Blokes barred in breast room
RIVERLINK shopping centre has defended creating a women and children-only area for breastfeeding mothers in the centre's parent change rooms.
The issue was raised after a shopper complained when her husband wasn't allowed in the breastfeeding area, and accused the shopping centre of being sexist towards men.
But a Riverlink spokeswoman said the introduction of the curtained-off area was triggered by complaints from mothers seeking privacy as they breastfed their children.
The spokeswoman said men were allowed into the change rooms but behind the curtain was for women and children only.
An expanded and dedicated breastfeeding room is planned for the next financial year in the change room near the food court.
The development is expected to remove the problem.
"We have allocated funds in the 2012-13 budget for an extension to the existing parents' room facility near the food court," the spokeswoman said.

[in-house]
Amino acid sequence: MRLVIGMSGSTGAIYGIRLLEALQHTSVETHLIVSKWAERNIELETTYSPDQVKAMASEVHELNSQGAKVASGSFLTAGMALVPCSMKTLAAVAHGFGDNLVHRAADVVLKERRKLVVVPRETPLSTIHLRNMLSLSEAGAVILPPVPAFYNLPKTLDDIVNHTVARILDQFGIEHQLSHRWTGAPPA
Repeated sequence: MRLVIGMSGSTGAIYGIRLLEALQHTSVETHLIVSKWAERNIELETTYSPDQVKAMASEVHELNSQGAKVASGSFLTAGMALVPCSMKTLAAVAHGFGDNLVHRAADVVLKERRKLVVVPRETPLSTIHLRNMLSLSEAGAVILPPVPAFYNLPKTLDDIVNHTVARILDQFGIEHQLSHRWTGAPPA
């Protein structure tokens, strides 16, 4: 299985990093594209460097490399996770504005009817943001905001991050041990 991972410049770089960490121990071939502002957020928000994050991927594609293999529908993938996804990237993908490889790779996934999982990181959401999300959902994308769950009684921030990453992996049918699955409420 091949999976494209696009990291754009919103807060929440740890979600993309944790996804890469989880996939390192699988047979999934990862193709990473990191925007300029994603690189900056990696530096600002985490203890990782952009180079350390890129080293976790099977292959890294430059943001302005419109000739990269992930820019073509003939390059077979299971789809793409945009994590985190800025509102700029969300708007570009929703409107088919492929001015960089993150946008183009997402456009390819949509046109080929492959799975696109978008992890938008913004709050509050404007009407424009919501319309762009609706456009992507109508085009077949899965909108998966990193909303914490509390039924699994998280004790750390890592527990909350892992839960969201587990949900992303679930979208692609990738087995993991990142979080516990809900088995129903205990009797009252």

"It would be a dedicated breastfeeding area and would allow the current curtained-off area to be opened up for parents who want further separation from the feeding/changing area," she said.
"We are hoping to fast track this though and are currently talking to the owner about the early allocation of funds."
Australian Breastfeeding Association representatives were consulted before the area was given the green light.
"After complaints from breastfeeding mothers that Riverlink did not have a private area where they could feed their babies without men watching, a section in each of the three parents' rooms was curtained off at the suggestion of Australian Breastfeeding Association."
The change rooms are located near Target, adjacent to the food court and in the East Mall, with the curtained area clearly signed.
"Each of the parents' rooms still has the facility for both parents to feed and change their children.
"Unfortunately when the centre was designed, breastfeeding areas were not considered and the only area that we can now extend is the food court facility."
Maya Griffiths, from the Australian Breastfeeding Association's Queensland branch, supported Riverlink's implementation of the women-only area.
"In the interim it's a good strategy," she said.
"If women want privacy they can go behind the curtain."
FOOD FOR THOUGHT
- Breastfeeding protects babies from illness, infection and provides the correct food for a growing baby.
- Breastfeeding can help women lose weight after childbirth.
- Breast milk aids the development of a baby's eyesight, speech and intelligence.